‘So, you have no support?’ Mrs Steele asked, nodding sadly. I didn’t know how to answer and looked over at Mama drinking Darjeeling tea.
‘We could solve your problem.’ Mrs Steele looked nervously at her husband who had been standing by the large glass window. He suddenly found an object of great interest outside.
‘How about we adopt the baby when it’s born? After all, you can’t possibly look after it.’
It’s – it’s a burden for you really,’ she stammered. ‘Think of the opportunities we can give – and the best education.’
Mama’s cup clanged in the saucer. She pursed her lips ‘til they were nearly white.
‘Think about it, Dina. We can offer the child a good life.’ Mrs Steele seemed to float to the window where she held her husband’s hand.
‘We’d be wonderful parents.’
All that came to my mind were the words Mama finally said:
‘What two white people want wid a black baby?! Unno tink is puss pickney wey ah give out inna cardboard box?’
‘Now, now,’ Mr Steele intervened, trying to calm down Mama as Mrs Steele buried her face in his chest.
I don’t remember much of what happened next, only that that night I was thinking about Leroy, rubbing mi swollen belly. Mi back ached, the shadows from the Home Sweet Home kerosene lamp were dancing like someone possessed and Mama’s snores sounded like a hoarse cat clearing its throat next to me. I thought of my son, somehow I knew it was a boy, and picturing him here in this room made me feel for the first time like we were in prison and I had to get him out before the walls fell down on us all.
I didn’t tell Mama what mi decide to do. We couldn’t feed three of we. The chemical spill at the garment factory where Mama used to work did nearly blind her. That and her weak back meant no one would hire her as a helper, which was the only job her education had qualified her for.
When my son was born the Steeles said they had a couple weeks remaining in Jamaica. When they came to the hospital Mr Steele was beaming like a proud father.
‘Take me with you,’ I pleaded, desperate even then, to keep him. ‘I can take care of him as his nanny.’
‘It’s best if you don’t know where we are, Dina. Better for the baby, you understand? He’s got to think I’m his only mother.’
They took him five minutes after that. Before mi get to give him the protection necklace Mama had made for him in my bag. Before mi get to give him a proper name, so I decide to call him Son-Son.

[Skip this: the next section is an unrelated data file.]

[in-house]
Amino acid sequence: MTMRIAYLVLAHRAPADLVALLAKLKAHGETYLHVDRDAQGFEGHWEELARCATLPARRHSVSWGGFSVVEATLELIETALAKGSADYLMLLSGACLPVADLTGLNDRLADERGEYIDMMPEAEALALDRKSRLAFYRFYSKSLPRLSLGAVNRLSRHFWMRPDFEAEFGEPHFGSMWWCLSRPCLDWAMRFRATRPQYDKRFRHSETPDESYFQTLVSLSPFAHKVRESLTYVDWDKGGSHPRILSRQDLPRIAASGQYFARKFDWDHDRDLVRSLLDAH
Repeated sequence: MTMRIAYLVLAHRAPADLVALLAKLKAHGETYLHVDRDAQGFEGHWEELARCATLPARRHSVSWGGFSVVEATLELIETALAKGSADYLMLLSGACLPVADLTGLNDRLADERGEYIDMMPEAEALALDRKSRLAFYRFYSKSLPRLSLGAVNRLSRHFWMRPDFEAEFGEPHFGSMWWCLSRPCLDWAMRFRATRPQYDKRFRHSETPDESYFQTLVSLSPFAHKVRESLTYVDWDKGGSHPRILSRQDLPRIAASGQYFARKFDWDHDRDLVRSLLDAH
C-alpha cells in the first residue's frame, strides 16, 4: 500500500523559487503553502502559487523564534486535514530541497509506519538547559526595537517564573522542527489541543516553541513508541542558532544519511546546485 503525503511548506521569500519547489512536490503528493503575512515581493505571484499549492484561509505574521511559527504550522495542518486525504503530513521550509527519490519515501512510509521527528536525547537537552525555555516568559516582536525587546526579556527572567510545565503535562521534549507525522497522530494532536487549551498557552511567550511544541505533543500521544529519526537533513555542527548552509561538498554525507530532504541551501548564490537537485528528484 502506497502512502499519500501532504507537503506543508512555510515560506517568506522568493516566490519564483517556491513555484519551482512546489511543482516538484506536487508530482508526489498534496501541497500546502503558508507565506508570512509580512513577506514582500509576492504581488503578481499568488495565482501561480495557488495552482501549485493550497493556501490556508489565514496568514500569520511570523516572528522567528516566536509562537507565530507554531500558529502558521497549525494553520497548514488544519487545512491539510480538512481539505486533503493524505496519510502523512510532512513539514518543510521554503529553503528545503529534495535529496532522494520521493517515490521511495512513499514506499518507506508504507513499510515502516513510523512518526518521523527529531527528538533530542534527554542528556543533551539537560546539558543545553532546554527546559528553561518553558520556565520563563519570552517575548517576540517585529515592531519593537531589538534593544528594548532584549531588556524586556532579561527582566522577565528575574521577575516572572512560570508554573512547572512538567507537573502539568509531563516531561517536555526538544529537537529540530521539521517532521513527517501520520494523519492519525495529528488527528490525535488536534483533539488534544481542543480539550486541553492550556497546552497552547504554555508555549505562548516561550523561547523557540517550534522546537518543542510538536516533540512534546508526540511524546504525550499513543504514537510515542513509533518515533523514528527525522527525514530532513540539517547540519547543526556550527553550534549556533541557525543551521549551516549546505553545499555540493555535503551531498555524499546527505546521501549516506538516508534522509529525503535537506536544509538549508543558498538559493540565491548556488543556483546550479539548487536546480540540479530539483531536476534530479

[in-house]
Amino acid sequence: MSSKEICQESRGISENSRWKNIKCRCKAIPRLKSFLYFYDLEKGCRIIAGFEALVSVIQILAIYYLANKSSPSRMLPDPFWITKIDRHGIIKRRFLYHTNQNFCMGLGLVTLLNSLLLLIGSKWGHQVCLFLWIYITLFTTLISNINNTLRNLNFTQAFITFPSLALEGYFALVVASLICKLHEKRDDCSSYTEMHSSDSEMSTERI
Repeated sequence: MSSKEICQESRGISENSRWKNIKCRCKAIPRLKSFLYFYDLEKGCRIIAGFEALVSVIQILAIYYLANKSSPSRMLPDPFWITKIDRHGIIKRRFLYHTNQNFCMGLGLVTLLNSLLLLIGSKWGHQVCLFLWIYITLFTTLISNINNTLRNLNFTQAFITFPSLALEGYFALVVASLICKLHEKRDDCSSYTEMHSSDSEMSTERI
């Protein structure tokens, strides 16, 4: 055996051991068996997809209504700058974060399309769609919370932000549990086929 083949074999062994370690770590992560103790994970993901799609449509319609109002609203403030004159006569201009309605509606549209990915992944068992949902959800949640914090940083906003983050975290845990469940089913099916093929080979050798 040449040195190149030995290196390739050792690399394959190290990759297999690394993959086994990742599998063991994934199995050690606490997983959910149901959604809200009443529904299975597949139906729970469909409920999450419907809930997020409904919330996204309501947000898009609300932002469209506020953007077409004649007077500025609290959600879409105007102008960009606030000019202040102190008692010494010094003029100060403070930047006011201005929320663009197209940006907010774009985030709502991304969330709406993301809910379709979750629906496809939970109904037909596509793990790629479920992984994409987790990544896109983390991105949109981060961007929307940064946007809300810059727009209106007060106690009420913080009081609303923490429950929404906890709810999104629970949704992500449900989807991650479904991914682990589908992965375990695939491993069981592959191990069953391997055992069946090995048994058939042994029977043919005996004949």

The Steeles left me a box of books, a old settee, fridge and rug. I sold the settee, fridge and rug to get money while I looked for work. Nobody wanted to buy the books. I was glad to keep them anyway, so that I would have something to make me forget. The first few months I’d wake up wailing, pillow wet from dreams I couldn’t remember in the daylight. For a while, Mama and I sing sankeys, hoping Son-Son would catch my voice like a rope pulling him back. We dance around the room anti-clockwise, bending our bodies forward with each step, becoming a frenzy of arms, shoulders, hips, rib cages. Spinning and dipping. The spirits would come then. And after, we collapse on the bed, out of breath and sweating. Often, Mama would beat the kettle drum or shake a tambourine – both now gathering dust in the corner of our room. Back then, the drum was like our heartbeat. Mama tells me Son-Son’s spirit is strong but I don’t feel him, not even after Mama and I did a baptism ceremony for him.
In the beginning, I used to write Son-Son a letter each morning and tear it up each night until the words and torn paper blurred in my head.
‘Dina, you’re making a mess!’ Mrs Brown’s voice jolts me back. ‘They’re here and the ackee isn’t even cooked! What’s gotten into you today?’ She turns swiftly out of the kitchen, carrying the pitcher of otaheite apple juice I made. I follow her into the living room with the tray of glasses.
‘Ray! Great to see you again.’ I see Mr Brown hugging a fat white man with sandy brown hair.